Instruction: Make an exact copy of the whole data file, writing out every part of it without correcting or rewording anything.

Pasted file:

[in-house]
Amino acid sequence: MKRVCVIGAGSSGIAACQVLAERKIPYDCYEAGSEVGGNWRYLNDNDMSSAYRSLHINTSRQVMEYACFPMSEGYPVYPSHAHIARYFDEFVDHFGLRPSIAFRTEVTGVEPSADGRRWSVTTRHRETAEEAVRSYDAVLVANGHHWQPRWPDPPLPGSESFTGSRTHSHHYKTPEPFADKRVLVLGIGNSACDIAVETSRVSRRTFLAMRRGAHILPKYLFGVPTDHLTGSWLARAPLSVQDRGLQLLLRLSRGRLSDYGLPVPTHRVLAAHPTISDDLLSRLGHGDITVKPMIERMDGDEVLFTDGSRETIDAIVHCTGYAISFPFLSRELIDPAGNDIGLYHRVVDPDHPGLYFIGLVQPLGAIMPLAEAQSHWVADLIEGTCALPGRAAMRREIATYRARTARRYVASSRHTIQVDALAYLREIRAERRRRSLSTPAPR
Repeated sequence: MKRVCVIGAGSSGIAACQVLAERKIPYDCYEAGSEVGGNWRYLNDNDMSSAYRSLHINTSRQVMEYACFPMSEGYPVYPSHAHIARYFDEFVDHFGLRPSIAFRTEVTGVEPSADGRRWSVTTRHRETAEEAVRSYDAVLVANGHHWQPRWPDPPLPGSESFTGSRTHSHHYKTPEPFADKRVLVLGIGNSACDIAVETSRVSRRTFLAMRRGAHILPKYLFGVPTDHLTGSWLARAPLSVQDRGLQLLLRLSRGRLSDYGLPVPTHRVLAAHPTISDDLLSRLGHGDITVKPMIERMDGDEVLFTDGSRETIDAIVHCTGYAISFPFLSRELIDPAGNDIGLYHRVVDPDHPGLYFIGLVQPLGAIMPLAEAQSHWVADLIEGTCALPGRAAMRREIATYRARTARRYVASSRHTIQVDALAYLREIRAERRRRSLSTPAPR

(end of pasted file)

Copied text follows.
[in-house]
Amino acid sequence: MKRVCVIGAGSSGIAACQVLAERKIPYDCYEAGSEVGGNWRYLNDNDMSSAYRSLHINTSRQVMEYACFPMSEGYPVYPSHAHIARYFDEFVDHFGLRPSIAFRTEVTGVEPSADGRRWSVTTRHRETAEEAVRSYDAVLVANGHHWQPRWPDPPLPGSESFTGSRTHSHHYKTPEPFADKRVLVLGIGNSACDIAVETSRVSRRTFLAMRRGAHILPKYLFGVPTDHLTGSWLARAPLSVQDRGLQLLLRLSRGRLSDYGLPVPTHRVLAAHPTISDDLLSRLGHGDITVKPMIERMDGDEVLFTDGSRETIDAIVHCTGYAISFPFLSRELIDPAGNDIGLYHRVVDPDHPGLYFIGLVQPLGAIMPLAEAQSHWVADLIEGTCALPGRAAMRREIATYRARTARRYVASSRHTIQVDALAYLREIRAERRRRSLSTPAPR
Repeated sequence: MKRVCVIGAGSSGIAACQVLAERKIPYDCYEAGSEVGGNWRYLNDNDMSSAYRSLHINTSRQVMEYACFPMSEGYPVYPSHAHIARYFDEFVDHFGLRPSIAFRTEVTGVEPSADGRRWSVTTRHRETAEEAVRSYDAVLVANGHHWQPRWPDPPLPGSESFTGSRTHSHHYKTPEPFADKRVLVLGIGNSACDIAVETSRVSRRTFLAMRRGAHILPKYLFGVPTDHLTGSWLARAPLSVQDRGLQLLLRLSRGRLSDYGLPVPTHRVLAAHPTISDDLLSRLGHGDITVKPMIERMDGDEVLFTDGSRETIDAIVHCTGYAISFPFLSRELIDPAGNDIGLYHRVVDPDHPGLYFIGLVQPLGAIMPLAEAQSHWVADLIEGTCALPGRAAMRREIATYRARTARRYVASSRHTIQVDALAYLREIRAERRRRSLSTPAPR